Community Health Ontario (CHO) is the voice of the LHIN-funded community sector, a strategic partnership between Addictions and Mental Health Ontario (AMHO), the Alliance for Healthier Communities, the Canadian Mental Health Association - Ontario Division (CMHA ON) and the Ontario Community Support Association (OCSA). Together, CHO represents the majority of the non-profit home care, community support, mental health, addictions and community governed primary health care organizations in Ontario.
CHO knows the sustainability of Ontario's health system depends on the ability to keep people healthy, avoiding the need for more costly care. We envision healthy communities served by a vibrant network of community-governed, community-based, people-centred health services that are seamlessly coordinated with the full spectrum of care, including services that address the determinants of health. We envision a provincial health system that addresses the determinants of health as key to a healthy society, makes individuals and groups who are marginalized, isolated and at high risk of poor health outcomes a priority, and makes every door the right door to enter the health care system.
CHO agrees with the World Health Organization that health is the ability to live to one's fullest potential. Health care treats and supports the whole person. It empowers people to make decisions and supports a healthy community. It removes systemic barriers to full and equal participation of people and their families or loved ones in maintaining or recovering their health.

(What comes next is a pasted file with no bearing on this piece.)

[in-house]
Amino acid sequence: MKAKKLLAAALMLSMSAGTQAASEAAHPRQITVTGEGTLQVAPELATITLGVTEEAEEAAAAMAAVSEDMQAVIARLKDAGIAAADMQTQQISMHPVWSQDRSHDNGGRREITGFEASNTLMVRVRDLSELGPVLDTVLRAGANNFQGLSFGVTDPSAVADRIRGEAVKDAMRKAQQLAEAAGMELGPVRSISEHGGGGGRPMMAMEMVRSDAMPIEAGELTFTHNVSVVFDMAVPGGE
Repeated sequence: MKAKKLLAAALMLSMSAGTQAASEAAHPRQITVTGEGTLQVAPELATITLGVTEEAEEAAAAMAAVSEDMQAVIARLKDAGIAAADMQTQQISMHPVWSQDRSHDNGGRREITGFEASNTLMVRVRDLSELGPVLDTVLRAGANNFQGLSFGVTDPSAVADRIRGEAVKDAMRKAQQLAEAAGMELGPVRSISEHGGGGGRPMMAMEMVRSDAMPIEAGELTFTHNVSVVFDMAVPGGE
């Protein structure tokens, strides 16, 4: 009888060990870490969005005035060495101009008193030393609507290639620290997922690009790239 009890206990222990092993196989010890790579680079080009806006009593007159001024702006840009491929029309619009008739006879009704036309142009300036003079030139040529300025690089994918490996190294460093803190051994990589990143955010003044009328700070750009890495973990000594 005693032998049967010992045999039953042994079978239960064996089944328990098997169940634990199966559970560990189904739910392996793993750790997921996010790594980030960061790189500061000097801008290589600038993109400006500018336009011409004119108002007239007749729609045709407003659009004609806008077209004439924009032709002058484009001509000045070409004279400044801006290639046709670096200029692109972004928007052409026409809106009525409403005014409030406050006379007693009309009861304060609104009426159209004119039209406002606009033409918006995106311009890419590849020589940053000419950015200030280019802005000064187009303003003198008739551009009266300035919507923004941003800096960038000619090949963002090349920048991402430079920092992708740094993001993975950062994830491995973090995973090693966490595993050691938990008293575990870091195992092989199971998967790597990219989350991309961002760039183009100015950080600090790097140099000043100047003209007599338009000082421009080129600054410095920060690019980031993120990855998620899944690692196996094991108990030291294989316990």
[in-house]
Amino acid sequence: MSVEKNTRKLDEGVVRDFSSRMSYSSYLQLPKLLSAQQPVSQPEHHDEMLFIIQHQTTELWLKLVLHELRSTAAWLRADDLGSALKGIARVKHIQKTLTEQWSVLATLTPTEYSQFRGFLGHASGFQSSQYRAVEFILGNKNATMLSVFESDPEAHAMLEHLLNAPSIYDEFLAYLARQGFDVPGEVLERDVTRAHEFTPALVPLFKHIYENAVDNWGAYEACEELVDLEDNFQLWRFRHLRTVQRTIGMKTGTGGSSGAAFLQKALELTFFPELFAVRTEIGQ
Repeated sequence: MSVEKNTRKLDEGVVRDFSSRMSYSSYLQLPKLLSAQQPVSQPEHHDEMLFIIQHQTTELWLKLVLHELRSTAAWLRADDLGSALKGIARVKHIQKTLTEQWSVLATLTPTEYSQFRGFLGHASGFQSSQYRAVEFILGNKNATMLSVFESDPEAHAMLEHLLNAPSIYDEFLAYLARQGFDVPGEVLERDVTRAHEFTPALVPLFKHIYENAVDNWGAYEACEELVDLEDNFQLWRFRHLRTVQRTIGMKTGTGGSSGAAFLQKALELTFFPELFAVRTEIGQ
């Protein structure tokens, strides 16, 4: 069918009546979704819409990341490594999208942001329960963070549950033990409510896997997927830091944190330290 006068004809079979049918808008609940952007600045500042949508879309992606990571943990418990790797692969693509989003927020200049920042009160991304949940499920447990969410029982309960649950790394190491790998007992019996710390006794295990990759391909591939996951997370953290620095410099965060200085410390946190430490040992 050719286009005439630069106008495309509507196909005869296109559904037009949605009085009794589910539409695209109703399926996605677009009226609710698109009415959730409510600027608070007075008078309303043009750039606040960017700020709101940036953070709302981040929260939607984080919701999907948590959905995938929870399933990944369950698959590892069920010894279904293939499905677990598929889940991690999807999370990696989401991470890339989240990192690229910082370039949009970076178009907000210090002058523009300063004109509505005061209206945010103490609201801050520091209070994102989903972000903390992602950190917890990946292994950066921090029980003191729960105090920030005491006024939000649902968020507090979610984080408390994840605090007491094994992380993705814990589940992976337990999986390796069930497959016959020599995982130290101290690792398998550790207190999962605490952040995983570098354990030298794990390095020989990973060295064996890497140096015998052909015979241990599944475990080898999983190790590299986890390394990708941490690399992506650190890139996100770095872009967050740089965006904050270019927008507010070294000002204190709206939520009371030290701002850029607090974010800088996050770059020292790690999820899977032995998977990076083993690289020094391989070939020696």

The people our members serve face diverse and intersecting barriers such as age, chronic disease, disability, race, racialization, language, culture, geography, sexual and gender identities, mental health conditions, addictions, homelessness, food insecurity, poverty, among others. Our members' services aim to overcome these barriers through front-line, community-centred, consumer-driven and people-centred service delivery that is continuously improving. Our members are focused not only on treatment and support, but also on health promotion and prevention, including the determinants of health, in order to maintain people's health so they can live to their full capacity in our communities.